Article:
Toolbox Topic: Hearing Protection
Hearing protection is essential as hearing loss affects millions of people every day. In this episode, we will discuss ways you can protect yourself from dangers in the workplace that can lead to hearing loss.
According to the World Health Organization, hearing loss is a person who is not able to hear as well as someone with normal hearing – hearing thresholds of 20 dB or better in both ears – is said to have hearing loss. Hearing loss may be mild, moderate, severe, or profound. It can affect one ear or both ears and leads to difficulty in hearing conversational speech or loud sounds.
‘Hard of hearing’ refers to people with hearing loss ranging from mild to severe. People who are hard of hearing usually communicate through spoken language and often use hearing aids, cochlear implants, and other assistive devices, as well as closed captioning.
In simpler terms, hearing impairment, deafness, or hearing loss refers to the total or partial inability to hear sounds.
We know more than ever about hearing and hearing impairment, but the history of hearing impairment has not been well documented. Humans have suffered from hearing loss since the beginning of time, but we have very few records. So how far back can we trace hearing loss?
Evidence from the Past
Discovered at an archaeological site in Iraqi Kurdistan, skeletal evidence indicates impaired hearing dating back 10,000 years. Examining skeletal remains is a challenge because it’s limited to one type of hearing loss, conductive hearing loss, which is caused by obstructions in the ear. These obstructions prevent sound from traveling to the inner ear. This is often the result of damage from foreign objects, abnormal bone growths, or tumors.
In 1550 BC, the Egyptians described hearing loss in one of the oldest medical documents. They were one of the first civilizations to collect and document information on dyes, medicinal plants, etc., as we discussed in the Hazcom episode, this documentation was a precursor to our modern SDS or Safety Data Sheets.
The Ebers Papyrus contained information and hundreds of remedies to treat pain, illness, and disease. There was also a remedy for an “ear that hears badly.” It consisted of olive oil, red lead, bat wings, goat urine, and ant eggs! Very strange!
In Greece, in 350 BC, there were references to sign language. Plato wrote, “‘if we had no voice or tongue, and wished to make things clear to one another, should we not try, as mute people actually do, to make signs with our hands and head and person generally?”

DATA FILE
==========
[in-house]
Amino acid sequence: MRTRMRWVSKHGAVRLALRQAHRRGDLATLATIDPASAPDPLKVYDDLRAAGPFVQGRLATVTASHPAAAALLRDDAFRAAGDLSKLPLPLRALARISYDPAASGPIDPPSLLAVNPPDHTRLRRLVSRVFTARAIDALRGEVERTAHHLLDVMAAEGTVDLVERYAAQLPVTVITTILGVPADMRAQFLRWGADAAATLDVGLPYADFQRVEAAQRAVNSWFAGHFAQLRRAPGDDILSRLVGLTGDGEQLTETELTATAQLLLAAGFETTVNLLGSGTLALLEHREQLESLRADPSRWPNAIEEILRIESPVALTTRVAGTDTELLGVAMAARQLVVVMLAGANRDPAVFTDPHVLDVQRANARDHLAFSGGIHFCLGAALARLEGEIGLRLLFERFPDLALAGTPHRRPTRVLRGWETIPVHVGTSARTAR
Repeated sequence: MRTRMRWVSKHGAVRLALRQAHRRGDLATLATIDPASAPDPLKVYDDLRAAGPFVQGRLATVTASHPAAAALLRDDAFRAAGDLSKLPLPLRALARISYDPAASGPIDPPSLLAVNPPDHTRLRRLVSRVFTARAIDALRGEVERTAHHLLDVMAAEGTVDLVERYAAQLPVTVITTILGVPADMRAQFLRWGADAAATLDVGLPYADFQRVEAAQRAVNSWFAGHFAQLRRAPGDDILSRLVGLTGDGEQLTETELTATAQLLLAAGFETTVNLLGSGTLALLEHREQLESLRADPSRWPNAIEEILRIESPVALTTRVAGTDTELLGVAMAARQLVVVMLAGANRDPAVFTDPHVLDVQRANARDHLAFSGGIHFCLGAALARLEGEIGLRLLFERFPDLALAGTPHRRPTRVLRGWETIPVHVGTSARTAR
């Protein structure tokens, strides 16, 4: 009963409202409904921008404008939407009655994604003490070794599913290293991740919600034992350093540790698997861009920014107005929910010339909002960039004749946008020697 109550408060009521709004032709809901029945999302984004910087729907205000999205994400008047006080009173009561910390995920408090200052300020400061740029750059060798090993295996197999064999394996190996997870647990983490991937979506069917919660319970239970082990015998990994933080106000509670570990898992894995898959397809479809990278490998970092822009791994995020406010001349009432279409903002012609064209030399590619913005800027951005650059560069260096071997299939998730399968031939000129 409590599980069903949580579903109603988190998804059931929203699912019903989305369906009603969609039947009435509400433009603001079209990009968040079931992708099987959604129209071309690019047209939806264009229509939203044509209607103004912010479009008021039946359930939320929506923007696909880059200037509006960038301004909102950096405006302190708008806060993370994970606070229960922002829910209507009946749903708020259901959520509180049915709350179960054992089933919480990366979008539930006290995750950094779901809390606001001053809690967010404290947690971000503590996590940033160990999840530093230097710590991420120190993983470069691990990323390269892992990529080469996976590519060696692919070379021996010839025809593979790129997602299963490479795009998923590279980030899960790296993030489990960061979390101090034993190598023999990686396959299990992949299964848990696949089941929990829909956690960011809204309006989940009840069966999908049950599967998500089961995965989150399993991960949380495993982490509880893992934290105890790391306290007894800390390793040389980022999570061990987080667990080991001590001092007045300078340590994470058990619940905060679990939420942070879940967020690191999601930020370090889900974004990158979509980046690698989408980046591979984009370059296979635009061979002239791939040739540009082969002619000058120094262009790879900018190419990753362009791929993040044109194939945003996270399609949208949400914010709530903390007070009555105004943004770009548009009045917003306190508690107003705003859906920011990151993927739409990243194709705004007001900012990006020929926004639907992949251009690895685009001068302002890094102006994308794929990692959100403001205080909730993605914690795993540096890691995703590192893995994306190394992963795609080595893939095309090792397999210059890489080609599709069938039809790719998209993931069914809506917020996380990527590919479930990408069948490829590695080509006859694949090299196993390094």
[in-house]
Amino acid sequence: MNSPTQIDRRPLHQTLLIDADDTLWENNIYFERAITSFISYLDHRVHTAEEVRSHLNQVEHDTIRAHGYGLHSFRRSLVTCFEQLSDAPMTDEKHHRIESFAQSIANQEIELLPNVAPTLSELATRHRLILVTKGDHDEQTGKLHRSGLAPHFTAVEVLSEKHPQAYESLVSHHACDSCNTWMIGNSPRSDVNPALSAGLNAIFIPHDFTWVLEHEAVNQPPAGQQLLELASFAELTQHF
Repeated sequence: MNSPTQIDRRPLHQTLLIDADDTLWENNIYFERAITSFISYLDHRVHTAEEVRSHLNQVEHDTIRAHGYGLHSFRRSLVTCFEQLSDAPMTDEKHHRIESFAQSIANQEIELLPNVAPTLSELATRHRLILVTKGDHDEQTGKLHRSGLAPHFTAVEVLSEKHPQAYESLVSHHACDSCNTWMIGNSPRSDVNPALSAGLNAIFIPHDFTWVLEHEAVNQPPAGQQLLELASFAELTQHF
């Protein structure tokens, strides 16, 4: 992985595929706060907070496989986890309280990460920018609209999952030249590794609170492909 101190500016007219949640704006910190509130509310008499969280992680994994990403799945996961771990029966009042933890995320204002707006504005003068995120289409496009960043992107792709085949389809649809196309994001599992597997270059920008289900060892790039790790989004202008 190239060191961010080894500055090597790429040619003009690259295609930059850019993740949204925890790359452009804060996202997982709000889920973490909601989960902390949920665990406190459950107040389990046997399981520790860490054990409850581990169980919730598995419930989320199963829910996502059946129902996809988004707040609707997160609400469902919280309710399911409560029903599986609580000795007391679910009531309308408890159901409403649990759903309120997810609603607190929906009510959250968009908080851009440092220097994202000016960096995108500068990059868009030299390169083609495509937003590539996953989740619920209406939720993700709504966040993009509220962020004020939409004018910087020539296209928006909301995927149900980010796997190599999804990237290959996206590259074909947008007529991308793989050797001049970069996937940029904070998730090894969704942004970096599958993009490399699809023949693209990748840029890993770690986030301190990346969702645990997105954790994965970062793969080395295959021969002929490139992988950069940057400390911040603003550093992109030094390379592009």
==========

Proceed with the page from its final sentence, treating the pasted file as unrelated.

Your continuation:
In Spain during the 1500s, a Monk named Benedictine Ponce de Leon started the first school for the deaf. He developed and taught his student’s sign language.
In the 1600s, ear trumpets were devices created to increase hearing. It would take several hundred years before these devices were more commonly used.
The Development of Hearing Aids
The Telephone was invented in 1876. The telephone provided the technology to produce the first electronic hearing aid in 1898. This electronic hearing aid was not very portable. It was so large it had to sit on a desk. In 1920, the first portable hearing aid was created.
Some famous people who have suffered hearing loss:
Captain Kirk… William Shatner
And Lou Ferrigno, The OG incredible HULK!
Statistics on Hearing Protection
Hearing loss results in an estimated $242 million in workers’ compensation payments every year.
NIOSH estimates that 30 million U.S. workers are exposed to noise levels high enough to cause irreversible hearing loss.
According to the U.S. Bureau of Labor Statistics, more than 20,000 workplace hearing loss cases occur every year, many resulting in permanent hearing loss.
53% of noise-exposed workers report not wearing hearing protection.
Approximately 12% of all workers have difficulty hearing.
About 8% of all workers have tinnitus.
However, there is some good news! The adjusted risk for all industries combined has decreased by 46% over 25 years (1986-2010).
Hearing Protection Safety Tips
Safety Tip#1 Know the Risks
Overexposure to noise can occur quickly from short exposure to very loud noise. If you ever leave work hearing a whooshing noise or ringing that goes away after a few hours, then it’s likely you’ve been overexposed.
If you have to shout in someone’s ear for them to hear you, it’s very likely that the noise levels in that work area exceed the exposure limit. There are apps for your smartphone that will test for sound levels. The National Institute for Occupational Safety and Health (NIOSH) has a Sound Level Meter App available for download on your iPhone. Although not scientific, this can be a good starting point.
Safety Tip #2 A Formalized Program
OSHA requires employers to implement a hearing conservation program when noise exposure is at or above an average of 85 decibels over eight working hours or an 8-hour time-weighted average (TWA).
If your organization requires a formalized Hearing Conservation Program. It should include the following:
- A scientific noise analysis to determine areas with noise levels that exceed 85 dB..
- If possible, engineering controls to eliminate or reduce excessive noise levels
- A requirement for proper personal protective equipment, i.e., hearing protection
- Baseline and annual hearing tests (audiograms) on all employees if determined areas exceed 90dB
Safety Tip #3 Implement Engineering Controls
Always implement engineering controls first. Sound barriers, noise dampening systems, and enclosures can all reduce noise levels.
Safety Tip #4 Administrative Control
Limiting exposure times can reduce the hazard. Employees should rotate, take breaks, and adhere to strict time limits to minimize noise exposure.
Safety Tip #5 PPE
PPE is the last line of defense. Err on the side of caution here. If noise levels are borderline 85 Db, wear hearing protection. Remember, hearing loss is permanent and totally preventable.